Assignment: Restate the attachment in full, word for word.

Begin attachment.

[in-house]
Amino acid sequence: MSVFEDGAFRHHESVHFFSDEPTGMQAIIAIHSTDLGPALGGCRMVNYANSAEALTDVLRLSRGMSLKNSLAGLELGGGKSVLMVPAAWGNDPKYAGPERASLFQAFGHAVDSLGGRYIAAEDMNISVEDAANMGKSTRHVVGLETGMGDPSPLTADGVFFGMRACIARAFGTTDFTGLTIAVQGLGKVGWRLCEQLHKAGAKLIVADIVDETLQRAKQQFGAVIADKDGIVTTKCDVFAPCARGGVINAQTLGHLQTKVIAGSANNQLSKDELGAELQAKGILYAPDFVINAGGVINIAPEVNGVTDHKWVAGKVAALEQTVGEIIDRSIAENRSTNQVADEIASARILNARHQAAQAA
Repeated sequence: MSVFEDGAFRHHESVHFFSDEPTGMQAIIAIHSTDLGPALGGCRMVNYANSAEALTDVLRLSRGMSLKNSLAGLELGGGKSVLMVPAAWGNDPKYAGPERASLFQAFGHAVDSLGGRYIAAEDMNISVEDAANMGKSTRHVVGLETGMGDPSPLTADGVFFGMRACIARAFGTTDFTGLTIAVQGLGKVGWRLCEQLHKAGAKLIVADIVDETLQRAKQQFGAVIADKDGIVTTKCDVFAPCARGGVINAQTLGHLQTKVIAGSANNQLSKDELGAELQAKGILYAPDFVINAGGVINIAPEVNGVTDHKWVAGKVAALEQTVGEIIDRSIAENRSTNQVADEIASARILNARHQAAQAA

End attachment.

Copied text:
[in-house]
Amino acid sequence: MSVFEDGAFRHHESVHFFSDEPTGMQAIIAIHSTDLGPALGGCRMVNYANSAEALTDVLRLSRGMSLKNSLAGLELGGGKSVLMVPAAWGNDPKYAGPERASLFQAFGHAVDSLGGRYIAAEDMNISVEDAANMGKSTRHVVGLETGMGDPSPLTADGVFFGMRACIARAFGTTDFTGLTIAVQGLGKVGWRLCEQLHKAGAKLIVADIVDETLQRAKQQFGAVIADKDGIVTTKCDVFAPCARGGVINAQTLGHLQTKVIAGSANNQLSKDELGAELQAKGILYAPDFVINAGGVINIAPEVNGVTDHKWVAGKVAALEQTVGEIIDRSIAENRSTNQVADEIASARILNARHQAAQAA
Repeated sequence: MSVFEDGAFRHHESVHFFSDEPTGMQAIIAIHSTDLGPALGGCRMVNYANSAEALTDVLRLSRGMSLKNSLAGLELGGGKSVLMVPAAWGNDPKYAGPERASLFQAFGHAVDSLGGRYIAAEDMNISVEDAANMGKSTRHVVGLETGMGDPSPLTADGVFFGMRACIARAFGTTDFTGLTIAVQGLGKVGWRLCEQLHKAGAKLIVADIVDETLQRAKQQFGAVIADKDGIVTTKCDVFAPCARGGVINAQTLGHLQTKVIAGSANNQLSKDELGAELQAKGILYAPDFVINAGGVINIAPEVNGVTDHKWVAGKVAALEQTVGEIIDRSIAENRSTNQVADEIASARILNARHQAAQAA